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Inside ‘Rioters’ U,’ the University That Has Seen Some of the Worst Clashes in Hong Kong

6 minute read

On a leafy college campus in Hong Kong Wednesday, the usual bustle of academic activity gave way to frenetic preparations for a revolution.

Instead of book bags, the students lugged carts full of bricks to the entrance gates, where sentries in black balaclavas monitored the steady flow of incoming supplies. Classrooms were emptied of their tables and chairs, the furniture repurposed to block unwanted traffic on the roads, bridges and nearby railway tracks on which a small fire smoldered.

While lectures and study halls might have filled the schedules on any other day, this afternoon the undergraduates of the territory’s second-oldest university, the Chinese University of Hong Kong (CUHK), practiced throwing Molotov cocktails behind a row of empty buses.

“Whatever happens, we must defend the university, we must not allow the police to take it,” says Simon, 21.

He studies at a different university, but he trekked here yesterday evening after students called for reinforcements as they clashed with police in some of the most violent fighting Hong Kong has seen over the past five months of unrest. Students lobbed literally hundreds of petrol bombs at police, who responded with rubber bullets and heavy volleys of tear gas. Plumes of smoke from large fires gave the campus the appearance of a battlefield.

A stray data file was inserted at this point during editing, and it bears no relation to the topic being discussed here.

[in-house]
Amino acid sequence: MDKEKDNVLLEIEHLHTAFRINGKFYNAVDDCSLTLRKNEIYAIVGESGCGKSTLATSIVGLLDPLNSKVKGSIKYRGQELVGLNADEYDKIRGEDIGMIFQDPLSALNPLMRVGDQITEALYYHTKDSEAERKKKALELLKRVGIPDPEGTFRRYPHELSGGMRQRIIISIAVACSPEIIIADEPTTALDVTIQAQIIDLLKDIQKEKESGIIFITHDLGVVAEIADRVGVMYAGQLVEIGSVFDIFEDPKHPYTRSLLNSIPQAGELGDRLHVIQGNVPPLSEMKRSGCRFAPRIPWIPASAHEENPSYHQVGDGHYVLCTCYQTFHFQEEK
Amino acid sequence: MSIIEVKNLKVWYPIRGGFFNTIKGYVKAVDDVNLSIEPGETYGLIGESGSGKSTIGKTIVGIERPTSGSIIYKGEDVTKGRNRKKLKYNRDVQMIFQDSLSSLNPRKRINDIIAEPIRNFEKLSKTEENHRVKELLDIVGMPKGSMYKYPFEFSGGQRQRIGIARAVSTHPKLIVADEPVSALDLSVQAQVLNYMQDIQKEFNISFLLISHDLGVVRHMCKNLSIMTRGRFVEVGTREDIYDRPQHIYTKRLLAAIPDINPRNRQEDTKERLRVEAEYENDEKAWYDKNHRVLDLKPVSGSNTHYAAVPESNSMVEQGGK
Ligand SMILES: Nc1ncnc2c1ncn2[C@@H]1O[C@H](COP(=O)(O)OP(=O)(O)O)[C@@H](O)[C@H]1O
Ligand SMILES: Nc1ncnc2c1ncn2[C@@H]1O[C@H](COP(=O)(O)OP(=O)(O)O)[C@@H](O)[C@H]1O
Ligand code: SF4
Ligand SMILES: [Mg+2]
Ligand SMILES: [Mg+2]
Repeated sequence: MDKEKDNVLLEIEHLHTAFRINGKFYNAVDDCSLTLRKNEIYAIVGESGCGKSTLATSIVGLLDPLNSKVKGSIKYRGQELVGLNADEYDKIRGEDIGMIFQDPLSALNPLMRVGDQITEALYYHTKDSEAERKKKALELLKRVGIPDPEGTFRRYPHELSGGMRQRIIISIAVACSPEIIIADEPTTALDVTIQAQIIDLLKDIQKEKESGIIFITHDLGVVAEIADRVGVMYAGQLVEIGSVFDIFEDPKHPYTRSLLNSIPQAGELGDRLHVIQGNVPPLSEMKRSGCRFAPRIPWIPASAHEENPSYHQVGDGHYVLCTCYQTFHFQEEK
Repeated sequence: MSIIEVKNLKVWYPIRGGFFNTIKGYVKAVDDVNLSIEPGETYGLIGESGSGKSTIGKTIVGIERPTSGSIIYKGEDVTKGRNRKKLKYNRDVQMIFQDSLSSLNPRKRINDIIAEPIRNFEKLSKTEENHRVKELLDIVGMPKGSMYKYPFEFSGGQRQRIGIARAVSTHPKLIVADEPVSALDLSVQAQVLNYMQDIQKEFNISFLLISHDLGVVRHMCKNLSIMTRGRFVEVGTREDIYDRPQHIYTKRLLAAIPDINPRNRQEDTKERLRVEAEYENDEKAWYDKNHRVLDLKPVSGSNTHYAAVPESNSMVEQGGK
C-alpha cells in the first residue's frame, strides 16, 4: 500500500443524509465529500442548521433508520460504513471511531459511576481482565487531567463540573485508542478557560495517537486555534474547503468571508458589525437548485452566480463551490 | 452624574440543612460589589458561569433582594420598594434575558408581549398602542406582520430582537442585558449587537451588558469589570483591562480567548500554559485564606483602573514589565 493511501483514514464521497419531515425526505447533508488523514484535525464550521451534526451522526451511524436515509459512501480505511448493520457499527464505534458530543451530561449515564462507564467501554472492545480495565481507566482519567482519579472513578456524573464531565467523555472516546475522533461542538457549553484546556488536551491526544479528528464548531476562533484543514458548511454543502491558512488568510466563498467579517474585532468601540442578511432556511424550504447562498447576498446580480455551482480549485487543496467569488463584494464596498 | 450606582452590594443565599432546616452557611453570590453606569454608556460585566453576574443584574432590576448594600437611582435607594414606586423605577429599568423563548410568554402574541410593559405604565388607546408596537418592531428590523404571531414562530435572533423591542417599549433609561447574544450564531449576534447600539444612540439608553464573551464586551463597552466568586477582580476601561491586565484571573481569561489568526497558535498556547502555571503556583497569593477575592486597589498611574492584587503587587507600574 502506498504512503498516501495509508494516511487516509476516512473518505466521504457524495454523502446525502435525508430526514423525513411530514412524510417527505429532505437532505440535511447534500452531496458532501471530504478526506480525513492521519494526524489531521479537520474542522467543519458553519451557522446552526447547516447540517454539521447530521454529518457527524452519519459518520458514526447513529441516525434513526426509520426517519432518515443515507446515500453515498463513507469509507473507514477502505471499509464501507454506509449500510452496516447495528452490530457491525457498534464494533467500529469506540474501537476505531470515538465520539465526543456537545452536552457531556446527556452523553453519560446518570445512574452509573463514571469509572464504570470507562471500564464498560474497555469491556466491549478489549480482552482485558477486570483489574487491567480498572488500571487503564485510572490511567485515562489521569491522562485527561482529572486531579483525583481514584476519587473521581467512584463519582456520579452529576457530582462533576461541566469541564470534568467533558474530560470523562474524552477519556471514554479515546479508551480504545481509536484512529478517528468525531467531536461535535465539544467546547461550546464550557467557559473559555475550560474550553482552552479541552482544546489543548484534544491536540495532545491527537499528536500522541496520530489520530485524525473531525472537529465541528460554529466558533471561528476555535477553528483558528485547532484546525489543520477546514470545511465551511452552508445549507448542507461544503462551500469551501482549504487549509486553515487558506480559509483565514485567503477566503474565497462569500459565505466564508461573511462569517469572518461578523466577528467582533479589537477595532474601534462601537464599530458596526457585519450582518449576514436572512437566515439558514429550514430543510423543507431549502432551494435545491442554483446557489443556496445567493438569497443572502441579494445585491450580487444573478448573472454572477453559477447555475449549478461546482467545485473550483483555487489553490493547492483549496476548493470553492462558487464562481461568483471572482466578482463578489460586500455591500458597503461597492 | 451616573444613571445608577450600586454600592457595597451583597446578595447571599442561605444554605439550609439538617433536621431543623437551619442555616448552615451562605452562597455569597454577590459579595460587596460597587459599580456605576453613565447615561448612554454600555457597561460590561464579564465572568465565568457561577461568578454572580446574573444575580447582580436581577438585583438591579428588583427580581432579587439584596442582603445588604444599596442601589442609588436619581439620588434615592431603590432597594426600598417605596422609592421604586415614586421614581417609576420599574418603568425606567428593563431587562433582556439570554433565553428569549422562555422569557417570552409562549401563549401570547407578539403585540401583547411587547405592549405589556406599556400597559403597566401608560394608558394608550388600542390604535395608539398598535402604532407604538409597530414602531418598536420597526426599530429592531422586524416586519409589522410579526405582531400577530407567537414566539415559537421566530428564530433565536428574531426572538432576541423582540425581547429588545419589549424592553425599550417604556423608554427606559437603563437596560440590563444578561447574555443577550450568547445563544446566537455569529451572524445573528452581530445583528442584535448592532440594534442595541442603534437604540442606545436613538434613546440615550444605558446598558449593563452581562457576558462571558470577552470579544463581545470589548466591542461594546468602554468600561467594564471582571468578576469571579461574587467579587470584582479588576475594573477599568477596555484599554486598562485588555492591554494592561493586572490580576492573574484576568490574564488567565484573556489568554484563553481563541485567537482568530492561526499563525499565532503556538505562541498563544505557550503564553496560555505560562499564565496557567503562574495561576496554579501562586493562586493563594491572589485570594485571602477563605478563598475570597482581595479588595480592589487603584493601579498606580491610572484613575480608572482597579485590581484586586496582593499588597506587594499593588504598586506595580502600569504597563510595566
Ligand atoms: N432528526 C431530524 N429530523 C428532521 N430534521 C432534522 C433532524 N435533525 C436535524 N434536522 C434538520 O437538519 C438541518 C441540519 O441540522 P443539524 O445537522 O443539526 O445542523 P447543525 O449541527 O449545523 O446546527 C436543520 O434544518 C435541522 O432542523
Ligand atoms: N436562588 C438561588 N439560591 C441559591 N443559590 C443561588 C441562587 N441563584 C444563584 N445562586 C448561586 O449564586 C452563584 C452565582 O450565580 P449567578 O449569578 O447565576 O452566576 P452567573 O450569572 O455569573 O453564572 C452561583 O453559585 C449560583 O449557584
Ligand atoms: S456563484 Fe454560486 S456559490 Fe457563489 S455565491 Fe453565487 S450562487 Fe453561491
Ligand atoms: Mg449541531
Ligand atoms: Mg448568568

CUHK has gained a reputation for being an epicenter of protest activity, noteworthy even among other campus hotbeds. Chinese state media has labeled it the “rioters’ university,” an epithet the students have sarcastically adopted.

At a press conference Wednesday, police chief superintendent John Tse called CUHK “a bad omen” for Hong Kong. “A university is supposed to be a breeding ground for future leaders,” he said, “but it has become a battlefield for criminals and rioters.”

Yesterday’s clashes between black-clad protesters and police raged well into the night, despite faculty attempts to negotiate a ceasefire. Flaming barricades held the police at bay from the fortress-like university, which is perched on a hill above a middle-class Hong Kong suburb.

Between the volleys of rubber bullets, tear gas and bricks, a lone standard bearer hoisted the protesters’ black banner over the battlegrounds, undeterred by the charred debris falling from the sky and the first aiders carrying the wounded away from the front lines.

After several hours, the police and water canon retreated, and the jittery students cheered their victory.

“It was like a war,” says one bespactled student who declined to give his name. “And we successfully held our line.”

Expecting riot police to return, some kept watch all night, while others dozed on the soccer field or in the car park. Come morning, a huge volume of supplies began feeding into the campus, with supporters hauling food, bandages, instant ice packs, clothes, water, and equipment for making petrol bombs, through traffic snarled roads.